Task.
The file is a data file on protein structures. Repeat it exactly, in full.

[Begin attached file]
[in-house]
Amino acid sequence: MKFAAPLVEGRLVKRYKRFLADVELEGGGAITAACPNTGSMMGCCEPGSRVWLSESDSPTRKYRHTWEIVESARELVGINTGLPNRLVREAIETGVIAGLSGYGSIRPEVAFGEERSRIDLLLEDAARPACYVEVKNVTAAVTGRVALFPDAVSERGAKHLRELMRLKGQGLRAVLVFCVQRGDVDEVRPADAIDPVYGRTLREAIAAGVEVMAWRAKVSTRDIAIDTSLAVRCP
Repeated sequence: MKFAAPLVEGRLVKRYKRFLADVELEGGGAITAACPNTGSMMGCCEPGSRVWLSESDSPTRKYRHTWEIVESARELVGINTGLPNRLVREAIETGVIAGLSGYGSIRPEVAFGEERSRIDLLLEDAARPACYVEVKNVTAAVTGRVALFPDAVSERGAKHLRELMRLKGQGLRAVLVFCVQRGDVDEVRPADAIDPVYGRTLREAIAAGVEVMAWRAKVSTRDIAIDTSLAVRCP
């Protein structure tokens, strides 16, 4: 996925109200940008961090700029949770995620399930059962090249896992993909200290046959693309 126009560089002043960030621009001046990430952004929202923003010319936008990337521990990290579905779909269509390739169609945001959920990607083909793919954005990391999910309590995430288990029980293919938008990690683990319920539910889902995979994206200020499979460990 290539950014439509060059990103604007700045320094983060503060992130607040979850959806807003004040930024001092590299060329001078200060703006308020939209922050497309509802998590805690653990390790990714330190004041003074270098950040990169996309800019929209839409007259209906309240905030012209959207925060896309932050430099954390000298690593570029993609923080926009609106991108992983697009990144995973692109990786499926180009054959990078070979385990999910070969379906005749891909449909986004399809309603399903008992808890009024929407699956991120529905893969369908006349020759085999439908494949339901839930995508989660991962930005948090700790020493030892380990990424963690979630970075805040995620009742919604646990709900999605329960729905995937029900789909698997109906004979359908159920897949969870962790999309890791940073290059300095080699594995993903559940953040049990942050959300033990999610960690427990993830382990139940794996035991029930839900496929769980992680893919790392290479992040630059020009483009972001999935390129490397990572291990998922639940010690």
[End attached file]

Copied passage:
[in-house]
Amino acid sequence: MKFAAPLVEGRLVKRYKRFLADVELEGGGAITAACPNTGSMMGCCEPGSRVWLSESDSPTRKYRHTWEIVESARELVGINTGLPNRLVREAIETGVIAGLSGYGSIRPEVAFGEERSRIDLLLEDAARPACYVEVKNVTAAVTGRVALFPDAVSERGAKHLRELMRLKGQGLRAVLVFCVQRGDVDEVRPADAIDPVYGRTLREAIAAGVEVMAWRAKVSTRDIAIDTSLAVRCP
Repeated sequence: MKFAAPLVEGRLVKRYKRFLADVELEGGGAITAACPNTGSMMGCCEPGSRVWLSESDSPTRKYRHTWEIVESARELVGINTGLPNRLVREAIETGVIAGLSGYGSIRPEVAFGEERSRIDLLLEDAARPACYVEVKNVTAAVTGRVALFPDAVSERGAKHLRELMRLKGQGLRAVLVFCVQRGDVDEVRPADAIDPVYGRTLREAIAAGVEVMAWRAKVSTRDIAIDTSLAVRCP
């Protein structure tokens, strides 16, 4: 996925109200940008961090700029949770995620399930059962090249896992993909200290046959693309 126009560089002043960030621009001046990430952004929202923003010319936008990337521990990290579905779909269509390739169609945001959920990607083909793919954005990391999910309590995430288990029980293919938008990690683990319920539910889902995979994206200020499979460990 290539950014439509060059990103604007700045320094983060503060992130607040979850959806807003004040930024001092590299060329001078200060703006308020939209922050497309509802998590805690653990390790990714330190004041003074270098950040990169996309800019929209839409007259209906309240905030012209959207925060896309932050430099954390000298690593570029993609923080926009609106991108992983697009990144995973692109990786499926180009054959990078070979385990999910070969379906005749891909449909986004399809309603399903008992808890009024929407699956991120529905893969369908006349020759085999439908494949339901839930995508989660991962930005948090700790020493030892380990990424963690979630970075805040995620009742919604646990709900999605329960729905995937029900789909698997109906004979359908159920897949969870962790999309890791940073290059300095080699594995993903559940953040049990942050959300033990999610960690427990993830382990139940794996035991029930839900496929769980992680893919790392290479992040630059020009483009972001999935390129490397990572291990998922639940010690």